# At Home Science: Educational fun for kids at home

##### Ms. Covey Denton presented experiments virtually on WITN News at Sunrise Thursday that you can recreate at home.
Published: Aug. 13, 2020 at 10:04 AM EDT

GREENVILLE, N.C. (WITN) - As kids get ready for a unique school year, there are many ways to keep them learning at home. One option: science experiments! Covey Denton and her daughters, Bethany and Lydia, have some ideas to bring the science lab to you.

Ms. Covey Denton presented experiments virtually on WITN News at Sunrise Thursday that you can recreate at home.

Be sure to watch the attached videos!

Descriptions from Ms. Denton:

Lota Bowl

A Lota Bowl is a “magical container” which filled with water. The water is poured out of the container until it appears empty.

In a few moments, more water naturally appears in the container and it is also poured out. A version of this bowl has been around since the time of the ancient Greeks. The secret is the small hole near the lip of the bottle. This allows air to enter the outer shell when the bottle is upright, equalizing the pressure and allowing the water to flow into the interior tube. Without that hold, most of the water would stay in the outer shell.

This is a great experiment to get those brains thinking. Demonstrate the “magic trick” and give your kids some materials and challenge them to try and figure out how to make their own.

Aluminum Foil

How can a ship made of steel float? If you drop a steel bolt in a bucket of water, the bolt sinks to the bottom. How can a steel ship carry a heavy load without sinking? It seems pretty crazy that something so heavy doesn’t sink when you put it into the water.

The secret has to do with the density, or the mass per volume, of the ship (and its cargo) compared to the density of water. In this science activity, you will make little “boats” out of aluminum foil to explore how their size affects how much weight they can carry without sinking.

An object will float on the water if it pushes enough water out of the way--this is called displacement. An object floats when the weight force on the object is balanced out by the upward push of the water on the object. The ability to float is not affected by the depth of the water or the amount of water.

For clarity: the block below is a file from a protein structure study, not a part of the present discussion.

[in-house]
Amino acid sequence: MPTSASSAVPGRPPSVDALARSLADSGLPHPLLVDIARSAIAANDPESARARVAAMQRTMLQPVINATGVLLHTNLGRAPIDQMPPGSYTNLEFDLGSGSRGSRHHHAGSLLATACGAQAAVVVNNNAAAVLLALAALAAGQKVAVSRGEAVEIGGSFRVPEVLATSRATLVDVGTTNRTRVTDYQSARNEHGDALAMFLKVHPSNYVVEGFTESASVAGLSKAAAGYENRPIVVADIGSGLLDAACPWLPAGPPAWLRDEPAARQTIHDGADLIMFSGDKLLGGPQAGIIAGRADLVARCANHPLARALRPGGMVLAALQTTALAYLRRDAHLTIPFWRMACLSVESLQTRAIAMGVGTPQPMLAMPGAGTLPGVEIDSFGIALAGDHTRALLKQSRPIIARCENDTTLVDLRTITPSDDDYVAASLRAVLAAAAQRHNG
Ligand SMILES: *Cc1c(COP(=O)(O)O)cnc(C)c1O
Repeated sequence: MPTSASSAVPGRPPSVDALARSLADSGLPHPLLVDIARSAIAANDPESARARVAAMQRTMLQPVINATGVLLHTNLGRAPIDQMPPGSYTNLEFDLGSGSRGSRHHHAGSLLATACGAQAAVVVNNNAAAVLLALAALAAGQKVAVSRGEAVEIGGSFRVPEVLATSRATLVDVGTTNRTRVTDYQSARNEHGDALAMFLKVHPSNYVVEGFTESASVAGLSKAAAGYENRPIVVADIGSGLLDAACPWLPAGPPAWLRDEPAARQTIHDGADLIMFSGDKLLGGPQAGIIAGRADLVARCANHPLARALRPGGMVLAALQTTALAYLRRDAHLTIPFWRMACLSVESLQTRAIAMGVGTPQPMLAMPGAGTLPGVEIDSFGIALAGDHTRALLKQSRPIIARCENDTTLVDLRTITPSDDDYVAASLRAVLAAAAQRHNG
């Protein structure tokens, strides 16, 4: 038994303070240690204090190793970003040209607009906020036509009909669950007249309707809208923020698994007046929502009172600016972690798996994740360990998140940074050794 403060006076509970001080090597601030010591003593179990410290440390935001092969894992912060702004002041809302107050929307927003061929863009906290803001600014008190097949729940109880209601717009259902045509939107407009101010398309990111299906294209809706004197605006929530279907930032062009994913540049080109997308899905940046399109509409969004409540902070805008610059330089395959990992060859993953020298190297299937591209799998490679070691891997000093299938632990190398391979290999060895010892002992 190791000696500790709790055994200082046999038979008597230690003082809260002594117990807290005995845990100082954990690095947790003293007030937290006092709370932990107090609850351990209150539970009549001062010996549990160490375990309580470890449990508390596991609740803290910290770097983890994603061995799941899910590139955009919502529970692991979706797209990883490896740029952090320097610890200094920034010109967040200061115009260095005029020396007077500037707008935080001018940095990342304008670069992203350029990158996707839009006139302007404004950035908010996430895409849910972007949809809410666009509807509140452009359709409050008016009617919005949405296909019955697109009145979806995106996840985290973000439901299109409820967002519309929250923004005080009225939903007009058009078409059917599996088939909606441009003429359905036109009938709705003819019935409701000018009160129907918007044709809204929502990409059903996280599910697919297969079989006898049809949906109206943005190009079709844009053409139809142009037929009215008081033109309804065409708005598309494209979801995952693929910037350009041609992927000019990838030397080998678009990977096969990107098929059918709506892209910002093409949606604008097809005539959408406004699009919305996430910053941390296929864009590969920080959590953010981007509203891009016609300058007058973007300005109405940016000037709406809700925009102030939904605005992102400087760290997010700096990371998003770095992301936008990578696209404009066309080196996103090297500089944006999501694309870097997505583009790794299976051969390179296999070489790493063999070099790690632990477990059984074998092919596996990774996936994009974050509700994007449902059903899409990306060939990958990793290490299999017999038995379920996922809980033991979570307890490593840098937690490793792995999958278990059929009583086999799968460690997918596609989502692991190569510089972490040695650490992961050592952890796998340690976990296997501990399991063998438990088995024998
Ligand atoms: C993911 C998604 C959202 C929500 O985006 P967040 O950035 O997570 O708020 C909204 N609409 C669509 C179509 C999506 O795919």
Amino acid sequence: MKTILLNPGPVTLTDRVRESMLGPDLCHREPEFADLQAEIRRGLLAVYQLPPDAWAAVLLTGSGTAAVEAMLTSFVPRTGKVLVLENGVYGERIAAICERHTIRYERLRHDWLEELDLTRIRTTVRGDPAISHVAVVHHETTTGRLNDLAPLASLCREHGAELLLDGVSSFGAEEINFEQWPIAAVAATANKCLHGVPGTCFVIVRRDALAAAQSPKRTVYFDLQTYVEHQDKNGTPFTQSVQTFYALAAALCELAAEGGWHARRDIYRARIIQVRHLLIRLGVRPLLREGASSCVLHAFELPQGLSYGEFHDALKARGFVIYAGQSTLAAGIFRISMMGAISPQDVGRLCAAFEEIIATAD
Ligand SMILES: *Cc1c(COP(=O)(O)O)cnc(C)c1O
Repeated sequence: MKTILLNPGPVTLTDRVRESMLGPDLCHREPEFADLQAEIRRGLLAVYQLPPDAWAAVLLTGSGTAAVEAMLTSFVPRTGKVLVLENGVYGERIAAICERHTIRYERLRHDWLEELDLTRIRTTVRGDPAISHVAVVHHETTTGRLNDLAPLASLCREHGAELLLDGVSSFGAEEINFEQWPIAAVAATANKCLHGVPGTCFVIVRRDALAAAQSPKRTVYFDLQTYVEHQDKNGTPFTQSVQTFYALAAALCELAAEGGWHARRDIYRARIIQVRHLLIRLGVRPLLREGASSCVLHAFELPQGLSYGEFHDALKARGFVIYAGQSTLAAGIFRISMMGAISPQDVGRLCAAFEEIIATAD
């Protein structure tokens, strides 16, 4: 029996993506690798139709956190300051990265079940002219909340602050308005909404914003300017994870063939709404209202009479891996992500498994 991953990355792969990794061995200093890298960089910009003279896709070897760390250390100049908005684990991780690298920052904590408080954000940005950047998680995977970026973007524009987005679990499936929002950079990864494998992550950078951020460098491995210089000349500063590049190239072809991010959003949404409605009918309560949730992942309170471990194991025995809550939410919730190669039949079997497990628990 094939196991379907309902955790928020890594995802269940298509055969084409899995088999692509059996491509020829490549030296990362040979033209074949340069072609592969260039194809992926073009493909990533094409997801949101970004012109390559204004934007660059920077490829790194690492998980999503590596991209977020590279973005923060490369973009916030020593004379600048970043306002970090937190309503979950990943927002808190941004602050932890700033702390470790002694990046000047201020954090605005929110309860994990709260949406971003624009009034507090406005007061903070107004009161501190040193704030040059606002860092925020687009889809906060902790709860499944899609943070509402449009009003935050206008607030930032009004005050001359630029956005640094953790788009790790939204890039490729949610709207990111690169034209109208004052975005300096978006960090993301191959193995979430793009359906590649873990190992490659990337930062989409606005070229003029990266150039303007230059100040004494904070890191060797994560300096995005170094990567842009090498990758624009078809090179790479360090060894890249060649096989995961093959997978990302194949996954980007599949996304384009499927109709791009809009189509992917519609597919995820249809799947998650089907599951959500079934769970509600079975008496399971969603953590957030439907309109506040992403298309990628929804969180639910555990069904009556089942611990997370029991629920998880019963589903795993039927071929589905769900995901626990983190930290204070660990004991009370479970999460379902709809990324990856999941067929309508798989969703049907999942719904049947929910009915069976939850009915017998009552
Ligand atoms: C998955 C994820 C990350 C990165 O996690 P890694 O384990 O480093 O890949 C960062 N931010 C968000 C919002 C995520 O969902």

For a fun twist, try floating your boat in salt water. Is it more difficult or easier to do the challenge? Adding the salt changes the density of the water, which affects the ability of objects to float.

Bubble Juggle

A bouncing bubble is amazing because most people have never seen a bubble bounce! Bubbles are very fragile because they are so thin. They seem to pop when they touch just about anything. Why? A bubble’s worst enemies are oil, dirt, and evaporation.

A bouncing bubble will bounce off of a surface if there in no oil or dirt, those things would normally cause a break in the thin soap film of the bubble.

This experiment actually works best on very humid days. Evaporation causes the bubble to get very thin and on humid days, the evaporation is slower. Evaporation causes the bubble to get very thin (down to a millionth of an inch) on the top surface. It finally gets too thin to hold onto itself and the wall collapses completely--causing the bubble to pop!

Our Recipe:

3 cups distilled water

1 cup Dawn Dish soap (any soap works, but Dawn seems to work the best)

1 tsp glycerin (this is in the cake decorating aisle)

Mix well and let it sit overnight for best results

Covey Denton is an award-winning science teacher at the Greenfield School in Wilson, NC. She and her kids make regular appearances on WITN News at Sunrise.